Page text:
Court of Appeal rules in EL Policy Trigger Litigation


11 October, 2010

On Friday the Court of Appeal handed down its judgment in the so called Trigger Litigation arising out the dispute as to which Insurer should respond to an Employers' Liability (EL) claim against an insured for compensation arising out of exposure to asbestos dust leading to the Claimant contracting mesothelioma. This issue all started with the Public Liablity (PL) case of Bolton v MMI in which Forbes successfully represented Bolton. Since then several insurers have been seeking to rely on that case in EL cases.

In the EL arena the High Court had decided that the insurer on cover when the exposure to the dust and therefore inhalation of the fibres had occurred should be the correct one, whether the policy wording referred to injury or disease being sustained or contracted. This decision was appealed and heard almost a year ago, and the complex and at times contradictory judgment of the 3 Justices has now been handed down. The perfected version of the judgment will be available this week.

There seem to be 3 basic findings.

  1. Policies with contracted wording respond on a causation basis, i.e. the date of exposure/inhalation, so the insurer on cover when the negligent exposure occurred must indemnify no matter when the disease manifests itself. All 3 of the Justices agreed on this point. Contracted meant when the chain of events leading ultimately to the disease, was set in motion. Lord Justice Rix said that if a policy contains both contracted and sustained wording, then contracted takes precedence.
  2. Policies in place before the coming into force of the Employers Liability (Compulsory Insurance) Act 1969 (ELCIA), i.e. Jan 1972, with sustained wording mean that it is the insurer on cover when the disease was occured, said to be 5 years prior to diagnosability, who responds. So Insureds with this wording will not have cover for any disease now manifesting itself. As it is not now possible to obtain cover for historical exposure this will mean that any Defendant with sustained wording for pre Jan 1972 exposure will not have cover and will need to make provision for such claims. This was a 2:1 decision. Lord Justice Burnton agreed with Lord Justice Rix, but for different reasons. The minority decision of Lady Justice Smith was that the High Court decision was correct, ie that sustain could be interpreted to mean caused.
  3. For policies in place post ELCIA with sustained wording, it is the insurer on cover at the date of exposure/inhalation who responds. Lord Justice Rix was encouraged in this decision by the idea that only by interpreting the policies in this way could the intention of the Act (to provide protection for employees) be upheld. He did add the proviso that the Insurer could have the right to seek an indemnity against the insured if the requirement to provide cover due to the act went beyond the cover of the policy although he was not supported in that view by the other 2 judges. Again this was a 2:1 decision. Lady Justice Smith agreed with Rix LJ, but only because she considered sustain and cause to mean the same thing (as in 2 above). Lord Justice Burnton disagreed that the ELCIA required the interpretation of causation to sustain wording.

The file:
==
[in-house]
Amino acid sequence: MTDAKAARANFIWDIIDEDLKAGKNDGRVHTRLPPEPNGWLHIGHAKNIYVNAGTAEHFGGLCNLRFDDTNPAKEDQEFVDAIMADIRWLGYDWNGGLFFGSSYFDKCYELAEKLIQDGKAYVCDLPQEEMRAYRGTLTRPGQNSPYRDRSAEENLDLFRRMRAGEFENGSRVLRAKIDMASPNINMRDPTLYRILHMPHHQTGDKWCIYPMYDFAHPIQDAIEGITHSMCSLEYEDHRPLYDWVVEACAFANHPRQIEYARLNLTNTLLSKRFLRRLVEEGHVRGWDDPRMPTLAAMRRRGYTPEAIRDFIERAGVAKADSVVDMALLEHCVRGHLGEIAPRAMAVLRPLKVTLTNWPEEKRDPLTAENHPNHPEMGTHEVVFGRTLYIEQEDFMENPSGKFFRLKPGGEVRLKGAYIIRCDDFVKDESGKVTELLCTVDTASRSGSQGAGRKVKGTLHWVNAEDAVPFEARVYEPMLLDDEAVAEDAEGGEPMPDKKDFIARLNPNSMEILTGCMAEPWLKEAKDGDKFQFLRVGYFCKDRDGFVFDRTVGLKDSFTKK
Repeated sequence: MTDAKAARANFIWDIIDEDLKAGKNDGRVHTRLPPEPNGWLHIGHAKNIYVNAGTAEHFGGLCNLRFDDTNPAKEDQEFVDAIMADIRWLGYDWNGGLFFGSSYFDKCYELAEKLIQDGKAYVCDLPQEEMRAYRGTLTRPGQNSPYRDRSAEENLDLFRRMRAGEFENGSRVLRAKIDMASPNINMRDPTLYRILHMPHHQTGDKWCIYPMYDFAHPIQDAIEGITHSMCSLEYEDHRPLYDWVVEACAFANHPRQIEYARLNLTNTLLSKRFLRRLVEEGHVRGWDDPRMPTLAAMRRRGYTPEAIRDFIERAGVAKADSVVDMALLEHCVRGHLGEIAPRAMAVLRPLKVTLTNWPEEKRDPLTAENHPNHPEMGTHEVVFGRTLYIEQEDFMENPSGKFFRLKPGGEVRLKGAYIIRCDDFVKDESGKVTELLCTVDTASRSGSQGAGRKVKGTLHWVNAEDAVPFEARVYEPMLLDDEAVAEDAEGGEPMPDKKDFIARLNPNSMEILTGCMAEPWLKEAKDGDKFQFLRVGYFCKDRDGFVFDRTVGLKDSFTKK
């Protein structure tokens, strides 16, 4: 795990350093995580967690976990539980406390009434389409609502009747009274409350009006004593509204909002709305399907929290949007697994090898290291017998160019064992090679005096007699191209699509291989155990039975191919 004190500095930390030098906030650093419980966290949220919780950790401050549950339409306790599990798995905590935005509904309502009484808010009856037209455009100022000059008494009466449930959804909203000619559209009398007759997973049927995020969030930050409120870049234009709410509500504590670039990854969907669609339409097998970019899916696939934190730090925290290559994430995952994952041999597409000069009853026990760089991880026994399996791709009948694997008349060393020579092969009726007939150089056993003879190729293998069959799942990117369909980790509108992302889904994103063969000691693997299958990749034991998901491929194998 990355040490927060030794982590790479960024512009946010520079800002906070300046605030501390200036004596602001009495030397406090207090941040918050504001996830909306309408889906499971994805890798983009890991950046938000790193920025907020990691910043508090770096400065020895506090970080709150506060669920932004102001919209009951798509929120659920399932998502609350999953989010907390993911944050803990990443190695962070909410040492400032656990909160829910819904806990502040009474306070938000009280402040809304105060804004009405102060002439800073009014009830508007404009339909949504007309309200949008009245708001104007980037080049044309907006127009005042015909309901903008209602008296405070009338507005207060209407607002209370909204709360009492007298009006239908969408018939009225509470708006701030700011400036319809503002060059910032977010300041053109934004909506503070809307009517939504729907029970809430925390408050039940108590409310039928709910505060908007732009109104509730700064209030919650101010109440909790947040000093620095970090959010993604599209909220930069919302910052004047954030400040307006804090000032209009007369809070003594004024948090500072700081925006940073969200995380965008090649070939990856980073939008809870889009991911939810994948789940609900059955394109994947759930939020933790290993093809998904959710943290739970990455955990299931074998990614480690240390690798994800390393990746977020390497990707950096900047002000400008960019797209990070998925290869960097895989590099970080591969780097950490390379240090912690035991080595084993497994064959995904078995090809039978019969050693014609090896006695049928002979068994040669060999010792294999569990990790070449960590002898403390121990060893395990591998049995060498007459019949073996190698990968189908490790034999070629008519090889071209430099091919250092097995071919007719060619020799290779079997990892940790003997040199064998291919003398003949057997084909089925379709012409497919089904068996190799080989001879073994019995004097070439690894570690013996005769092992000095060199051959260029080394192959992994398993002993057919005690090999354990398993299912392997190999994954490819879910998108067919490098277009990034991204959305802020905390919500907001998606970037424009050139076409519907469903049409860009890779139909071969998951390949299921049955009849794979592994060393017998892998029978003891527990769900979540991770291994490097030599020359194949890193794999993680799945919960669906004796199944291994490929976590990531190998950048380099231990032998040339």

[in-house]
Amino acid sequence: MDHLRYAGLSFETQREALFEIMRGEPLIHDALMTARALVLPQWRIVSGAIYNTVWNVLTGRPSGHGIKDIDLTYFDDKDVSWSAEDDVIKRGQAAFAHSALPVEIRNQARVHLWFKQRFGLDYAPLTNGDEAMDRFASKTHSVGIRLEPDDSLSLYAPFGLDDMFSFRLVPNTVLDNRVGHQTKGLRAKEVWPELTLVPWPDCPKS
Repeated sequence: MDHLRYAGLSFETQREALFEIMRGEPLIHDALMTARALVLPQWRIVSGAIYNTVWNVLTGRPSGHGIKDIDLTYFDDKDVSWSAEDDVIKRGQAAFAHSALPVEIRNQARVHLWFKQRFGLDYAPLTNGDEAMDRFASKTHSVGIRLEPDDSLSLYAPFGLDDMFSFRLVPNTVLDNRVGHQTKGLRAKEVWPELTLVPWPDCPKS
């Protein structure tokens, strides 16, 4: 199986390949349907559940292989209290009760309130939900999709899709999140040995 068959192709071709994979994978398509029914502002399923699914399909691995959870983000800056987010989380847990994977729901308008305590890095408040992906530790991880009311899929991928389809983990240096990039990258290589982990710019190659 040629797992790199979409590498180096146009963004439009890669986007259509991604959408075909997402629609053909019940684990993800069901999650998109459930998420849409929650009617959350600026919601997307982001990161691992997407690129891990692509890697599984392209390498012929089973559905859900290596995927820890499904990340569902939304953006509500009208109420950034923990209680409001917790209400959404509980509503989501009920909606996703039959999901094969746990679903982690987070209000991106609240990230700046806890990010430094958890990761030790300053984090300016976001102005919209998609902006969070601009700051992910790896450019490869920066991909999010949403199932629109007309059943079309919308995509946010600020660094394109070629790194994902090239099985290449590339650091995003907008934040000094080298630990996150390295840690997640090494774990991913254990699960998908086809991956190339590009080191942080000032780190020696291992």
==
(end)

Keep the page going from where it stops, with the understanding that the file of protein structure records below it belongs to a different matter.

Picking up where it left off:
So where does this all leave us.

  • It is clear that each policy wording must be looked at individually and be scrutinised for the words used before it can be said whether the policy will respond, and even then, in view of the different reasons each Judge gave for the decision he or she came to, it is not clear cut.
  • For Local Authorities with MMI cover, the MMI policy wording is, pre 1974 on a sustained basis. It was only post 1974 that it was on a contracted basis. So pre 1974 it falls into 2 above as the ELCIA does not apply to local authorities.
  • It seems that a majority of the Court of Appeal would have preferred to have been able to uphold the High Court decision that the Insurer on cover at the time of the negligent exposure should respond in all cases ( and in fact Lady Justice Smith did reach that conclusion) but, for different reasons, a majority decided that they could not do that in all cases. Lords Justice Rix and Burnton felt constrained by the Court of Appeal's decision in the PL case of Bolton v MMI which had decided that the date of the onset of the disease was the relevant one as PL policy wording traditionally has an occurrence or happening wording. The injury was found to have happened or occurred at the date of onset of the disease.
  • The decision did not address the controversial question of whether there is still a 10 year rule in relation to when mesothelioma starts to develop, as had been historically thought, or whether it is now reduced to 5 years from the date of diagnosis, as accepted by the High Court. This matter was not put in issue in this case, and may need to be heard in due course on another matter to be resolved.
  • There remain gaps in cover so it is as important as ever for Insureds to scrutinise their policies for different years and to make provision for potential gaps in cover.
  • It is unlikely that any Insurer will change their stance as a result of this decision, in view of the many differences between the 3 Lords Justice.
  • Permission has been granted to appeal to the Supreme Court and cases remain stayed pending appeal.
  • It is open to the Supreme Court to overturn Bolton and decide that an injury is in fact caused on inhalation which would solve many of the issues.

For further information or assistance with policy interpretation please contact Siobhan Hardy at our Leeds office on 0113 244 6688 or contact Siobhan Hardy by email.


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